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Review: Sebastian Bach’s memoir 18 and Life on Skid Row exposes the garish id of eighties metal

18 and Life on Skid Row
Sebastian Bach
Harper Collins Canada

I wanted to start this review with a joke. Something about how it was best read aloud in the gutter-opera voice of Sebastian Bach, singer for the famous incarnation of the heavy-metal band Skid Row, and author of the memoir in question.

Bach, though, takes a different tack in opening his book, choosing to begin with violence. Specifically, the concert in 1989 when someone threw a glass bottle at him on stage, and he responded by throwing it back into the crowd, bloodying an innocent fan instead of the target offender. Bach was arrested for it, and it earned him a reputation as a loose cannon, even by rock star standards.

It works both ways, though, because that tension, between jokes and violence, is a fitting frame for a discussion of rock-star life in the late 1980s. The music – hair metal, glam metal, boner rock, whatever – is our culture's dark secret, a huge pop phenomenon that most people like to pretend never happened. But the numbers don't lie: by the end of 1996, when Bach left the band, Skid Row had sold more than 20 million records, and they're nowhere near the most successful band of the era. That means a lot of people currently in the thick of adulthood grew up immersed in a popular form that alternately snorted and puked out the sleaziest brand of rock 'n' roll indulgence, rooted in the unholy trinity of drinking, fighting and screwing.

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To some – many, maybe – that will sound like a great time. Indeed, that's what Bach is counting on. The bulk of his book comprises anecdotes from his tenure with Skid Row, when the band was filling stadiums. For fans, there's some nostalgia to be found reliving milestones such as the release of the band's second album, Slave to the Grind, one of the first records to reach Billboard's No. 1 slot during the SoundScan era. Or in revisiting outrageous caricatures such as Axl Rose, Lars Ulrich and David Lee Roth.

In the harsh light of 2017, however, it's impossible not to be hit by the ways in which this music, and the lifestyle it celebrated, embodies the attitudes and behaviours our culture is currently wrestling with. Particularly stomach-turning are Bach's stories involving "girls." Always nameless (except for his two wives), the girls get variously drunk, tied up, wrapped in duct tape and, inevitably, unceremoniously humped. A scene involving a woman Bach leaves on his hotel balcony, bound, blindfolded and naked – "She started to get nervous. I heard her plead my name" – plays like something from a horror movie. In almost every instance, this kind of thing is shrugged off with a claim that times were different then, and an invocation of the public muse: Rock and roll, man!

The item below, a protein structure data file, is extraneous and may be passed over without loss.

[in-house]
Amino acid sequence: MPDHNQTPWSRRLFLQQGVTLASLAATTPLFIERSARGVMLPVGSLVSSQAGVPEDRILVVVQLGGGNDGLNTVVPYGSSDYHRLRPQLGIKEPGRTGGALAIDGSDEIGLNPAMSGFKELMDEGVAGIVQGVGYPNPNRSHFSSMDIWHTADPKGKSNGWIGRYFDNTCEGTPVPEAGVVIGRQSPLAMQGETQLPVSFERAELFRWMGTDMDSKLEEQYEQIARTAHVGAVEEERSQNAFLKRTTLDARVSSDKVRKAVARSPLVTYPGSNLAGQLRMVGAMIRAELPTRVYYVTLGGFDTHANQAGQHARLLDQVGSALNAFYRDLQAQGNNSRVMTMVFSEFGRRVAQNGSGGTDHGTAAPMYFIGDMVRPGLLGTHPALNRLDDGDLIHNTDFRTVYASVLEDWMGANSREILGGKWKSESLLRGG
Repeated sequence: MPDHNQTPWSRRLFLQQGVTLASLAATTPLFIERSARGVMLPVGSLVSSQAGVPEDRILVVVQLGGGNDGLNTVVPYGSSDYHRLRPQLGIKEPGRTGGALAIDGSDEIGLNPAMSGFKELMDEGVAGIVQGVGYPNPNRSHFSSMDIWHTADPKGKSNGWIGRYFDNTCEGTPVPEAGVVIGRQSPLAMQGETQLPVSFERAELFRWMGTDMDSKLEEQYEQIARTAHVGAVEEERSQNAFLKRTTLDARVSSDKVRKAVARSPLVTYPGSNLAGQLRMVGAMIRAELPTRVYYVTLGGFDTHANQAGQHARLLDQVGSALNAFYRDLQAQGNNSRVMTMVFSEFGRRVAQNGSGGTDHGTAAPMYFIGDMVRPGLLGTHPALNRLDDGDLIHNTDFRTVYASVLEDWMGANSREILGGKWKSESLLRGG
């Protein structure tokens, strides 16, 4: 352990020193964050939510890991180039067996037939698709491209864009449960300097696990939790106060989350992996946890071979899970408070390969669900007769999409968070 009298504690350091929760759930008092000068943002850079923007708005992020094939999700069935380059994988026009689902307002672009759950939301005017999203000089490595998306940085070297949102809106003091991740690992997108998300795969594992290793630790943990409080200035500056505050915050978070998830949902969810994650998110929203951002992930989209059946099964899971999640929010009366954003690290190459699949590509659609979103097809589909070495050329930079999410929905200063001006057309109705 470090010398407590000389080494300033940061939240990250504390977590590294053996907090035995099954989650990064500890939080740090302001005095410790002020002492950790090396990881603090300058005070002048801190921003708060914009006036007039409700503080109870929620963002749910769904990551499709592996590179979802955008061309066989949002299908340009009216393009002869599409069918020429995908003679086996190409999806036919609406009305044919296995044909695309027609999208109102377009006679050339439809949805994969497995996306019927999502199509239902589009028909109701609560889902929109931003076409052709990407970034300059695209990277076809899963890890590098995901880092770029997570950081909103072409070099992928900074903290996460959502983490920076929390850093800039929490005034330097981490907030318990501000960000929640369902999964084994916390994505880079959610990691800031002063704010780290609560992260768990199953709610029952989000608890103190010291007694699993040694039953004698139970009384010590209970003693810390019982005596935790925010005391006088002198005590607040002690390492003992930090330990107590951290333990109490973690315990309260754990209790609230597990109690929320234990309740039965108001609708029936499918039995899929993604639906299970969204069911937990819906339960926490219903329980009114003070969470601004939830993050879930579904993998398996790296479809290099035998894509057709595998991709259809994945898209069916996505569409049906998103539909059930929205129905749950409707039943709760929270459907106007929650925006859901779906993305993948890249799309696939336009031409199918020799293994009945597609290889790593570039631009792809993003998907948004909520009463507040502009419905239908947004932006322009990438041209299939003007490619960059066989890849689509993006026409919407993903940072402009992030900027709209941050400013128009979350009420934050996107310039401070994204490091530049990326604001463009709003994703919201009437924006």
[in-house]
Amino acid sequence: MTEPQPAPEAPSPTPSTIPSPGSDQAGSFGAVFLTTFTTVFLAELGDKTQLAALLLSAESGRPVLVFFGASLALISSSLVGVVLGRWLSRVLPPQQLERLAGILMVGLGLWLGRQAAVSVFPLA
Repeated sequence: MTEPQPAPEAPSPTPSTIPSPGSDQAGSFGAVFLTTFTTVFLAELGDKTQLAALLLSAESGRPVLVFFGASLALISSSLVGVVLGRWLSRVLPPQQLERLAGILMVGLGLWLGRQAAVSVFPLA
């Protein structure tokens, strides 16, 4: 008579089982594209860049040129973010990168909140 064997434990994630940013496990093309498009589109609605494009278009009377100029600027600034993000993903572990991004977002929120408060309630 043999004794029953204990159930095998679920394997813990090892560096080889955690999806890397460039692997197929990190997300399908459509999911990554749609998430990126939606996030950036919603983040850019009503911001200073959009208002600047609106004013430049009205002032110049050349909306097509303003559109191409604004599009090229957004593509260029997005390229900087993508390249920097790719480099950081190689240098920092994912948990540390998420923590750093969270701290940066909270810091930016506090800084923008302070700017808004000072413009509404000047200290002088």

It's not all this bad. Bach's stories from his childhood in the Bahamas and Peterborough, Ont., when he was still Sebastian Bierk, have a folksy tone to them. The most interesting part recalls his time starring in the Broadway production of Jekyll & Hyde. Bach's father looms over both sections, which adds a personal note to the narrative. (He rarely talks about his Skid Row bandmates, in part because of bad blood surrounding his firing.)

The early bits also have the best writing, so to speak. By the standards of the prose industrial complex – short sentences, nothing too clever – Bach is a competent, if hyper, stylist. Occasional passages read like self-contained pieces of flash fiction, such as the part wherein Bach is introduced to Judas Priest and arcades. "Right around this time, video games were invented," he writes. "The exact same time … someone gave me a hit of purple microdot LSD." Rock and roll!

It feels strange to criticize heavy-metal culture on the same grounds that organizations such as the Parents Music Resource Centre attacked it in its heyday. But, while those objections framed musicians as agents of a Satanic fringe, in retrospect, eighties metal looks more like the garish id of consumer capitalism, with its lust for excess and hatred of regulation. In light of the current wave of sexual-harassment claims, it's impossible not to be troubled by the belief at the heart of rock stardom, and celebrity in general: that wealth and fame are aspirational goals that, if achieved, allow one to live by different rules than everyone else. This includes the idea (identified by comedian Marcia Belsky in a recent New York Times article) that women are part of the prize for success.

In the cocaine-dusted fun house of the Baziverse, there's a revised edition of his book, with an extra chapter in which he breaks my nose for this review. In the context of an ethos that uses "kick ass" to refer to both doing something well and beating someone up, it's hard to say if Bach would relish the experience, or – like the bottle incident – regret it. Regardless, I'll always enjoy the first two Skid Row records; Slave to the Grind, in particular, is one of the more intense albums the hard-rock genre has ever produced. However, we're better off in a world in which Sebastian Bach is no hero, but a reminder of a less conscious time. It's at our peril that we erase the spectre of eighties metal from our cultural history. Better to look at what it was, and how huge it got, and to say, with fresh understanding, "I remember you."

Reviewed by Toronto-based writer J.R. McConvey.

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